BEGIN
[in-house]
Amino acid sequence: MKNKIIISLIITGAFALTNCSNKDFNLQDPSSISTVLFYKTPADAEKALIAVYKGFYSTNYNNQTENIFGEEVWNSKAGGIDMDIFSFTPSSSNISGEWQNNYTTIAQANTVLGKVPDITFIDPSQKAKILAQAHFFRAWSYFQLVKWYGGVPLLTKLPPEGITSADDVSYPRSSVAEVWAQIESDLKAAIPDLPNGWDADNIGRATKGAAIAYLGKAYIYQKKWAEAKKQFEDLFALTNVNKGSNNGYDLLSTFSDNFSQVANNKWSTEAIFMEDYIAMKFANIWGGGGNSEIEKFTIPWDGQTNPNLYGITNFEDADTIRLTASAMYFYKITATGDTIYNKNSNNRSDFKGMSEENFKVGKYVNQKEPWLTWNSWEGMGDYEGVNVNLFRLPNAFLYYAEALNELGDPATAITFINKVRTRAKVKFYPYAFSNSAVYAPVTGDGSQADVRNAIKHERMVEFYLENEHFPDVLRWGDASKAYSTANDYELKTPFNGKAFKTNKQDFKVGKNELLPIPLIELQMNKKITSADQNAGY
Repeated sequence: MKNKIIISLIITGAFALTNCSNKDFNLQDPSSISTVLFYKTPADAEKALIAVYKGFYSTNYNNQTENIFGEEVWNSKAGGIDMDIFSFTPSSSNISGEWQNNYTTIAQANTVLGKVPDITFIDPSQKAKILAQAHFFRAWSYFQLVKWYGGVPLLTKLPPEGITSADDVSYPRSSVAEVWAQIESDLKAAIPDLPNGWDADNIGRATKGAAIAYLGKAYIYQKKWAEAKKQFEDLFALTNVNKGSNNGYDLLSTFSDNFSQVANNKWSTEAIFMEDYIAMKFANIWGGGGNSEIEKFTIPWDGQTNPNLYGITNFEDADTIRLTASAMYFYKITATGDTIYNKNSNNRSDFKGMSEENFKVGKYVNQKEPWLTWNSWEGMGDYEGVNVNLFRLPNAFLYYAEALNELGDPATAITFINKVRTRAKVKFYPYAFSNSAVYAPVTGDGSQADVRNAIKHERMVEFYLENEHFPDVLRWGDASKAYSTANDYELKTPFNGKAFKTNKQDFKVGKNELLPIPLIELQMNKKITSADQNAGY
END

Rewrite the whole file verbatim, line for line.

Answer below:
[in-house]
Amino acid sequence: MKNKIIISLIITGAFALTNCSNKDFNLQDPSSISTVLFYKTPADAEKALIAVYKGFYSTNYNNQTENIFGEEVWNSKAGGIDMDIFSFTPSSSNISGEWQNNYTTIAQANTVLGKVPDITFIDPSQKAKILAQAHFFRAWSYFQLVKWYGGVPLLTKLPPEGITSADDVSYPRSSVAEVWAQIESDLKAAIPDLPNGWDADNIGRATKGAAIAYLGKAYIYQKKWAEAKKQFEDLFALTNVNKGSNNGYDLLSTFSDNFSQVANNKWSTEAIFMEDYIAMKFANIWGGGGNSEIEKFTIPWDGQTNPNLYGITNFEDADTIRLTASAMYFYKITATGDTIYNKNSNNRSDFKGMSEENFKVGKYVNQKEPWLTWNSWEGMGDYEGVNVNLFRLPNAFLYYAEALNELGDPATAITFINKVRTRAKVKFYPYAFSNSAVYAPVTGDGSQADVRNAIKHERMVEFYLENEHFPDVLRWGDASKAYSTANDYELKTPFNGKAFKTNKQDFKVGKNELLPIPLIELQMNKKITSADQNAGY
Repeated sequence: MKNKIIISLIITGAFALTNCSNKDFNLQDPSSISTVLFYKTPADAEKALIAVYKGFYSTNYNNQTENIFGEEVWNSKAGGIDMDIFSFTPSSSNISGEWQNNYTTIAQANTVLGKVPDITFIDPSQKAKILAQAHFFRAWSYFQLVKWYGGVPLLTKLPPEGITSADDVSYPRSSVAEVWAQIESDLKAAIPDLPNGWDADNIGRATKGAAIAYLGKAYIYQKKWAEAKKQFEDLFALTNVNKGSNNGYDLLSTFSDNFSQVANNKWSTEAIFMEDYIAMKFANIWGGGGNSEIEKFTIPWDGQTNPNLYGITNFEDADTIRLTASAMYFYKITATGDTIYNKNSNNRSDFKGMSEENFKVGKYVNQKEPWLTWNSWEGMGDYEGVNVNLFRLPNAFLYYAEALNELGDPATAITFINKVRTRAKVKFYPYAFSNSAVYAPVTGDGSQADVRNAIKHERMVEFYLENEHFPDVLRWGDASKAYSTANDYELKTPFNGKAFKTNKQDFKVGKNELLPIPLIELQMNKKITSADQNAGY